Sports: Olympic Skeleton

It’s like a beach volleyball dynasty popping up at the North Pole, like a rugby phenomenon building in Vatican City. Relatively balmy and flat Long Island isn’t exactly known for its winter sports legacy but John Daly has bucked the trend. He’s a Smithtown High grad, a track athlete there and at college, but this month at the Winter Olympics in Vancouver, he’ll suit up for the red, white and blue in search of a medal, ideally of the gold variety, in the men’s skeleton. So what’s skeleton, you ask?

“It’s about as close as you can get to flying,” Daly said. “You really feel like the sled isn’t even underneath you sometimes.”

For the event, athletes lie on their stomachs headfirst and travel on luge-like sleds at speeds topping 80 miles per hour. They steer with their shoulders and knees, and the same track is used for the bobsled and luge. At age 14, it was luge, not skeleton, that Daly had taken up during a USA Luge Slider Search at Old Westbury. He went north to Lake Placid but, citing a preference for it, switched over to skeleton at 16. Now 24, he is considered one of the top American candidates to medal in the event, having swept the America’s Cup races in Lake Placid, breaking the track record in doing so. He then took gold in the Lake Placid Intercontinental Cup.

His track background has helped him flourish. He competed in the pentathlon at Smithtown and was an All-American decathlete at SUNY Plattsburgh. The versatility prepared him for all aspects of the skeleton, particularly at the start.

“The push in the beginning gives me a chance to set myself apart from other athletes,” said Daly, whose start ranks among the top three in the world. “I’ve always liked running and I think I do well at that. If I’m top three at the start, I figure at least I’m going to start the race off well.”

Daly and at least one other American slider will look to duplicate the feat accomplished by Jimmy Shea, who took gold in Salt Lake City in 2002, the first year skeleton was contested in the Olympics since 1948. The U.S. skeleton team struck out in the 2006 Games in Turin, Italy. He views bearing his country’s colors as no small achievement in itself.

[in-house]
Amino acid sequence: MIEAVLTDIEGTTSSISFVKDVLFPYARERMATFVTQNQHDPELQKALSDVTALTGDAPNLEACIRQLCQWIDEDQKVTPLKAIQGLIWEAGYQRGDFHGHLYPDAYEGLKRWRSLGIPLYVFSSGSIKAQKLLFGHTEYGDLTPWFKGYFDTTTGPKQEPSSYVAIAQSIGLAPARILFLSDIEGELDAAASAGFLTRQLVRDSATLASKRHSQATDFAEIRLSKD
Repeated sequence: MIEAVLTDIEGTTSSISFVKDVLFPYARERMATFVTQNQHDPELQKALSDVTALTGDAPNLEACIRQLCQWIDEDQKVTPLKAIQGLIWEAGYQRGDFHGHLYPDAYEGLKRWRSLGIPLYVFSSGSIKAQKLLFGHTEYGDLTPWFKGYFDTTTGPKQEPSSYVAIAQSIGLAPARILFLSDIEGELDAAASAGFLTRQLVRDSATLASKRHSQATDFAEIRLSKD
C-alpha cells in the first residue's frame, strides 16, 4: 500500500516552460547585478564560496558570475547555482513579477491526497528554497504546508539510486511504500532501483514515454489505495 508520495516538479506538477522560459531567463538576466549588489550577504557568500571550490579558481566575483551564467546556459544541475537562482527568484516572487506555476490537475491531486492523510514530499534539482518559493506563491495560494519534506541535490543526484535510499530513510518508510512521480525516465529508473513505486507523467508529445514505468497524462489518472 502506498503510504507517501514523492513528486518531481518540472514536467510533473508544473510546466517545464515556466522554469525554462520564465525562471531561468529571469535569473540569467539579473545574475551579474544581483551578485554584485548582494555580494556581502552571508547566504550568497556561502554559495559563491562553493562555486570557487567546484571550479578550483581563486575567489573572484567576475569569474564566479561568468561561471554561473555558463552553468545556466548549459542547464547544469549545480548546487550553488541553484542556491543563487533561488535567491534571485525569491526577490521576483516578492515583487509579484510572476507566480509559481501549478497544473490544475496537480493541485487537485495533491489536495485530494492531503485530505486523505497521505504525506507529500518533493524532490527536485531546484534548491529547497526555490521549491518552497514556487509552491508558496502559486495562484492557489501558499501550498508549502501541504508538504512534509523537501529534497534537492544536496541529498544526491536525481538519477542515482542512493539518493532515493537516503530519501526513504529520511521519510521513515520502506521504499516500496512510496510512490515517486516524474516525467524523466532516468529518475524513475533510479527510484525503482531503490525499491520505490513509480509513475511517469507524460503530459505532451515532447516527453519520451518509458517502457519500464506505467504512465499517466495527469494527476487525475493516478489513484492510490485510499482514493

“I honestly feel that the U.S. is the greatest place to live in the world, and New York and Long Island are the greatest places in the world to be,” Daly said. “I’ve had friends from other countries visit me and see that I’m five minutes away from the beach, right next to New York City and with the freedom to do what you want. To represent the U.S. is a lifelong dream, not only for me, but my family.”

There are no speed limits on the track, and more tenths in miles per hour translates to fewer tenths on the stopwatch. Daly got over the fear of “flying” long ago, including at Vancouver, where he was the first slider ever to skeleton from the previously forbidden highest start line. By mid-January, he’d taken 20 runs on the Olympic track. The precious few in February are the ones that millions worldwide will be watching.

“Nothing can really prepare you for it,” Daly said. “I really haven’t set any goals this season. I had a big goal list last year, and usually I either overshoot them or come up short. If I don’t set any goals, the sky’s the limit.”


brett mauser

Brett Mauser has been a monthly contributor for Long Island Pulse since June 2006. In addition to freelancing for a variety of regional and national publications, he is the executive director of Hamptons Collegiate Baseball.